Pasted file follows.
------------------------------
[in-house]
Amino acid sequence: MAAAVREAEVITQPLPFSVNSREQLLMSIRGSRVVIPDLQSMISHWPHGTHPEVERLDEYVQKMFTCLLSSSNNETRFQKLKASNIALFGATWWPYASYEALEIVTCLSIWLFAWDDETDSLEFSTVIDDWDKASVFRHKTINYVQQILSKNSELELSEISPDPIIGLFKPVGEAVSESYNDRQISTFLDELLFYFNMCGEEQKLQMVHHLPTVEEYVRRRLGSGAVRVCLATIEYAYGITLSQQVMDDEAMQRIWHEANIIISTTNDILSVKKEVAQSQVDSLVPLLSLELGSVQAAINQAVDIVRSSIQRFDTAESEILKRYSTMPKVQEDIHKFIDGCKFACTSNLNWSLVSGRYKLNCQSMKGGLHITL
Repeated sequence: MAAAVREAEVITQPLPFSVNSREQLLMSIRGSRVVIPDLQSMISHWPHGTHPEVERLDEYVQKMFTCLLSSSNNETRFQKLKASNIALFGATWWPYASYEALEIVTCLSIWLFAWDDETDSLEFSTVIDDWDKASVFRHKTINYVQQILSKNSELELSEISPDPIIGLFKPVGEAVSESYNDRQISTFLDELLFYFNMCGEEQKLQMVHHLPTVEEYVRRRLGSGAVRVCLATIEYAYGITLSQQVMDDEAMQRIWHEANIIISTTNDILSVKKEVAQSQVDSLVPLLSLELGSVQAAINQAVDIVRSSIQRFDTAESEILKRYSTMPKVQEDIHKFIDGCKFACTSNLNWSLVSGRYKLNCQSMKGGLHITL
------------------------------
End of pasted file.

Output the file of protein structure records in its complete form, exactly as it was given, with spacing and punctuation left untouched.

[in-house]
Amino acid sequence: MAAAVREAEVITQPLPFSVNSREQLLMSIRGSRVVIPDLQSMISHWPHGTHPEVERLDEYVQKMFTCLLSSSNNETRFQKLKASNIALFGATWWPYASYEALEIVTCLSIWLFAWDDETDSLEFSTVIDDWDKASVFRHKTINYVQQILSKNSELELSEISPDPIIGLFKPVGEAVSESYNDRQISTFLDELLFYFNMCGEEQKLQMVHHLPTVEEYVRRRLGSGAVRVCLATIEYAYGITLSQQVMDDEAMQRIWHEANIIISTTNDILSVKKEVAQSQVDSLVPLLSLELGSVQAAINQAVDIVRSSIQRFDTAESEILKRYSTMPKVQEDIHKFIDGCKFACTSNLNWSLVSGRYKLNCQSMKGGLHITL
Repeated sequence: MAAAVREAEVITQPLPFSVNSREQLLMSIRGSRVVIPDLQSMISHWPHGTHPEVERLDEYVQKMFTCLLSSSNNETRFQKLKASNIALFGATWWPYASYEALEIVTCLSIWLFAWDDETDSLEFSTVIDDWDKASVFRHKTINYVQQILSKNSELELSEISPDPIIGLFKPVGEAVSESYNDRQISTFLDELLFYFNMCGEEQKLQMVHHLPTVEEYVRRRLGSGAVRVCLATIEYAYGITLSQQVMDDEAMQRIWHEANIIISTTNDILSVKKEVAQSQVDSLVPLLSLELGSVQAAINQAVDIVRSSIQRFDTAESEILKRYSTMPKVQEDIHKFIDGCKFACTSNLNWSLVSGRYKLNCQSMKGGLHITL